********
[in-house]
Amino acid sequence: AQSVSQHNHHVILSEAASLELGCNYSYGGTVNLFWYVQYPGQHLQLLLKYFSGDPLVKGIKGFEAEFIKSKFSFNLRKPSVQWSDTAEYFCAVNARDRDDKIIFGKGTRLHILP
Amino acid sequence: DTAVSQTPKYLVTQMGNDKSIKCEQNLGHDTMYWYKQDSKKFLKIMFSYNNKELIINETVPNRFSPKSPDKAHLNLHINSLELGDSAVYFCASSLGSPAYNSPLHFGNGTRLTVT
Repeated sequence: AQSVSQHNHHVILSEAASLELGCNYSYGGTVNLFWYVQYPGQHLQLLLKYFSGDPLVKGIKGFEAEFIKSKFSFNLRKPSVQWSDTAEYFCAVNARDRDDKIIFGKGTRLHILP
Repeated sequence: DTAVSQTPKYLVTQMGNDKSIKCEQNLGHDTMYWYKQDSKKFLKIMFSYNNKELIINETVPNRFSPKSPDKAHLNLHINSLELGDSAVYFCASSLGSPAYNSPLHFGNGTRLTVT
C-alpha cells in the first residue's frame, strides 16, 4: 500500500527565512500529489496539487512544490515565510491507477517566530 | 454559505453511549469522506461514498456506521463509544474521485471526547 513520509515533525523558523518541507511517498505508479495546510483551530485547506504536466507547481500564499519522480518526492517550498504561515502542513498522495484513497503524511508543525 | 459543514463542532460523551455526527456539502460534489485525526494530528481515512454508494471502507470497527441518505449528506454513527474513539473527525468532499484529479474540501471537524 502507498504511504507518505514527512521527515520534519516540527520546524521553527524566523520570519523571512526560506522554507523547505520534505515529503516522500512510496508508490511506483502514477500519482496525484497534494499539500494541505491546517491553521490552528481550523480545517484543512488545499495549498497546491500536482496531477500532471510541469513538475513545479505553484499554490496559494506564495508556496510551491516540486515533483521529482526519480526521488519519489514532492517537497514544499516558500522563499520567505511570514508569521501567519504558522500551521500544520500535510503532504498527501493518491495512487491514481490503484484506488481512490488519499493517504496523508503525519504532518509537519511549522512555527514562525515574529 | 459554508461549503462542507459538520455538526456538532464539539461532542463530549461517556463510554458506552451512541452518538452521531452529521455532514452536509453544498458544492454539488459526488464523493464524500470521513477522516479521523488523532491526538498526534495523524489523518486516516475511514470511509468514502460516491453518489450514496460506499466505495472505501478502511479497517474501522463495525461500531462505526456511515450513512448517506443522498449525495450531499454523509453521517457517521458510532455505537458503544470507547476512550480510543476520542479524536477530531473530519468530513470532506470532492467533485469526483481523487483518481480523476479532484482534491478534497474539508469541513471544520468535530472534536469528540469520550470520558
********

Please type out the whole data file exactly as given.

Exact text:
[in-house]
Amino acid sequence: AQSVSQHNHHVILSEAASLELGCNYSYGGTVNLFWYVQYPGQHLQLLLKYFSGDPLVKGIKGFEAEFIKSKFSFNLRKPSVQWSDTAEYFCAVNARDRDDKIIFGKGTRLHILP
Amino acid sequence: DTAVSQTPKYLVTQMGNDKSIKCEQNLGHDTMYWYKQDSKKFLKIMFSYNNKELIINETVPNRFSPKSPDKAHLNLHINSLELGDSAVYFCASSLGSPAYNSPLHFGNGTRLTVT
Repeated sequence: AQSVSQHNHHVILSEAASLELGCNYSYGGTVNLFWYVQYPGQHLQLLLKYFSGDPLVKGIKGFEAEFIKSKFSFNLRKPSVQWSDTAEYFCAVNARDRDDKIIFGKGTRLHILP
Repeated sequence: DTAVSQTPKYLVTQMGNDKSIKCEQNLGHDTMYWYKQDSKKFLKIMFSYNNKELIINETVPNRFSPKSPDKAHLNLHINSLELGDSAVYFCASSLGSPAYNSPLHFGNGTRLTVT
C-alpha cells in the first residue's frame, strides 16, 4: 500500500527565512500529489496539487512544490515565510491507477517566530 | 454559505453511549469522506461514498456506521463509544474521485471526547 513520509515533525523558523518541507511517498505508479495546510483551530485547506504536466507547481500564499519522480518526492517550498504561515502542513498522495484513497503524511508543525 | 459543514463542532460523551455526527456539502460534489485525526494530528481515512454508494471502507470497527441518505449528506454513527474513539473527525468532499484529479474540501471537524 502507498504511504507518505514527512521527515520534519516540527520546524521553527524566523520570519523571512526560506522554507523547505520534505515529503516522500512510496508508490511506483502514477500519482496525484497534494499539500494541505491546517491553521490552528481550523480545517484543512488545499495549498497546491500536482496531477500532471510541469513538475513545479505553484499554490496559494506564495508556496510551491516540486515533483521529482526519480526521488519519489514532492517537497514544499516558500522563499520567505511570514508569521501567519504558522500551521500544520500535510503532504498527501493518491495512487491514481490503484484506488481512490488519499493517504496523508503525519504532518509537519511549522512555527514562525515574529 | 459554508461549503462542507459538520455538526456538532464539539461532542463530549461517556463510554458506552451512541452518538452521531452529521455532514452536509453544498458544492454539488459526488464523493464524500470521513477522516479521523488523532491526538498526534495523524489523518486516516475511514470511509468514502460516491453518489450514496460506499466505495472505501478502511479497517474501522463495525461500531462505526456511515450513512448517506443522498449525495450531499454523509453521517457517521458510532455505537458503544470507547476512550480510543476520542479524536477530531473530519468530513470532506470532492467533485469526483481523487483518481480523476479532484482534491478534497474539508469541513471544520468535530472534536469528540469520550470520558